Amy Winehouse’s Statue Unveiled In London [Photo]
If Amy Winehouse would have been alive today, she would have turned 31. The singer, who made headlines for her troubled life and made a huge impact in the music industry across the globe, died in 2011 of toxic alcohol poisoning. At the time, she was only 27-years-old, joining the now famous “27 club” of musicians who passed away at the age of 27.
As The Inquisitr previously reported, a statue was being built in Camden Town in London to honor her memory. It’s the neighborhood where she both lived and worked. The statue was built by Scott Eaton and acts as a main attraction of Camden’s busy market, so people can stop and admire the Amy Winehouse statue.
Now we have a first look at the statue honoring Amy Winehouse, as the unveiling took place on Sunday, September 14. The public unveiling was attended by her father, Mitch Winehouse, and his wife and Amy’s mother, Janis Winehouse. Sharing a private moment for the world to see, Mr. Winehouse was captured hugging the statue of his daughter.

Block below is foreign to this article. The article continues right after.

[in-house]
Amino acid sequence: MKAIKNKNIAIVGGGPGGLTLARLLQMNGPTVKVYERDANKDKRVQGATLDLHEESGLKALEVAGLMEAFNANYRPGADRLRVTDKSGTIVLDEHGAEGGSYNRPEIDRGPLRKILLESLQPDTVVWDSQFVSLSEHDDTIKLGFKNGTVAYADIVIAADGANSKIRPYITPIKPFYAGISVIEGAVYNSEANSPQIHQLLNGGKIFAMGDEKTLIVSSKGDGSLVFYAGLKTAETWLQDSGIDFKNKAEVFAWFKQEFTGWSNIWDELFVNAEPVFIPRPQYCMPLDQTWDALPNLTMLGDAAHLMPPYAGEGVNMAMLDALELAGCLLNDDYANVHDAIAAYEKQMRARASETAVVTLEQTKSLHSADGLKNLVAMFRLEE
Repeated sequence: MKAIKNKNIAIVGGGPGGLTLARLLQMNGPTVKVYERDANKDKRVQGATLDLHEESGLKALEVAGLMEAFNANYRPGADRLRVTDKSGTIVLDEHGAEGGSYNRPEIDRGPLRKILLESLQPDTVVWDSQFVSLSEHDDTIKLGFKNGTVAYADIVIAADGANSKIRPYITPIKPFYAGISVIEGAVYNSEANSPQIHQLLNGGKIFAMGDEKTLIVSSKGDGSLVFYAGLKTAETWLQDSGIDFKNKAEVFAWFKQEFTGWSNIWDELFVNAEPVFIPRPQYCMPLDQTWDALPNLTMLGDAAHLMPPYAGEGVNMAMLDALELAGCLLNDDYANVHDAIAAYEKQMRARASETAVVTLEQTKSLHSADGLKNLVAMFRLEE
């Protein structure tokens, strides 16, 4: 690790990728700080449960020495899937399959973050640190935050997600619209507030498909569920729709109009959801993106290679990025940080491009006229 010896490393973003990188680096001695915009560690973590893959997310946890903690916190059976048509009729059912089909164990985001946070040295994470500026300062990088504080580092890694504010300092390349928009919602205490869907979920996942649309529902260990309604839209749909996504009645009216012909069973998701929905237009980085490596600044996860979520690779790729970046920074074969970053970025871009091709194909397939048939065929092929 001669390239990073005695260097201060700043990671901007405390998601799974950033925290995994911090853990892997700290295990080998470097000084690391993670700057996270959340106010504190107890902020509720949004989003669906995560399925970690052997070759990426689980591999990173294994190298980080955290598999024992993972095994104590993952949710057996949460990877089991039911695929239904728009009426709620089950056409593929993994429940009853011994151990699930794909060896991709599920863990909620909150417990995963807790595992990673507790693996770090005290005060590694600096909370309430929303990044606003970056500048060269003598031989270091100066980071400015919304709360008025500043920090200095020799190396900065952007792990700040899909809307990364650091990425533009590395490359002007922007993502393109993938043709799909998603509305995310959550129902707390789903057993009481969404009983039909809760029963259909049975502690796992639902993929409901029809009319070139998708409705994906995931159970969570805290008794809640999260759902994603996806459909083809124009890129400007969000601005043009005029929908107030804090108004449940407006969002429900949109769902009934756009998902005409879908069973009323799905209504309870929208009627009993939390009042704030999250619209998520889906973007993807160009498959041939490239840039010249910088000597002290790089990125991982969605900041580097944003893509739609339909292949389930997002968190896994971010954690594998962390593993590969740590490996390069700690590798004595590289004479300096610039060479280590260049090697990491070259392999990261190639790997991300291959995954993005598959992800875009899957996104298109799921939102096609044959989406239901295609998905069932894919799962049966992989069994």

— E! Online (@eonline) September 14, 2014
During the ceremony, Mitch Winehouse opened up to The Telegraph and other reporters about the day and how it felt to see the statue of Amy.
“It’s a day of incredibly mixed emotions, ladies and gentlemen. They don’t put statues up to people that are with us anymore, so it kind reinforces the fact that physically, she’s gone. But spiritually, she’ll never leave us.”
He continued, “Camden meant a lot to Amy and vice versa and to have her forever standing at the heart of the hustle and bustle of that area just fits.”
— Camden Town London (@CamdenTownLDN) September 14, 2014
As you can see, the statue shows Winehouse in her signature beehive hairdo, which she made popular again after it retired decades earlier. A red rose was placed over her hairline, and her wingtipped eyeliner, as well as a star of David, was present on the statue for all to see. E! Online reports that crowds applauded in the market when the tribute was unveiled.
Scott Eaton, the sculpture of the statue, opened up to The Independent about his choice for Amy’s pose.
“The pose had to capture Amy’s attitude and strength, but also give subtle hints of insecurity. The hand on the hip, the turn of the head, the grabbing of the skirt, the turned in foot – these are all small elements that contribute to the personality of the piece.”
[Image via ondarock.it]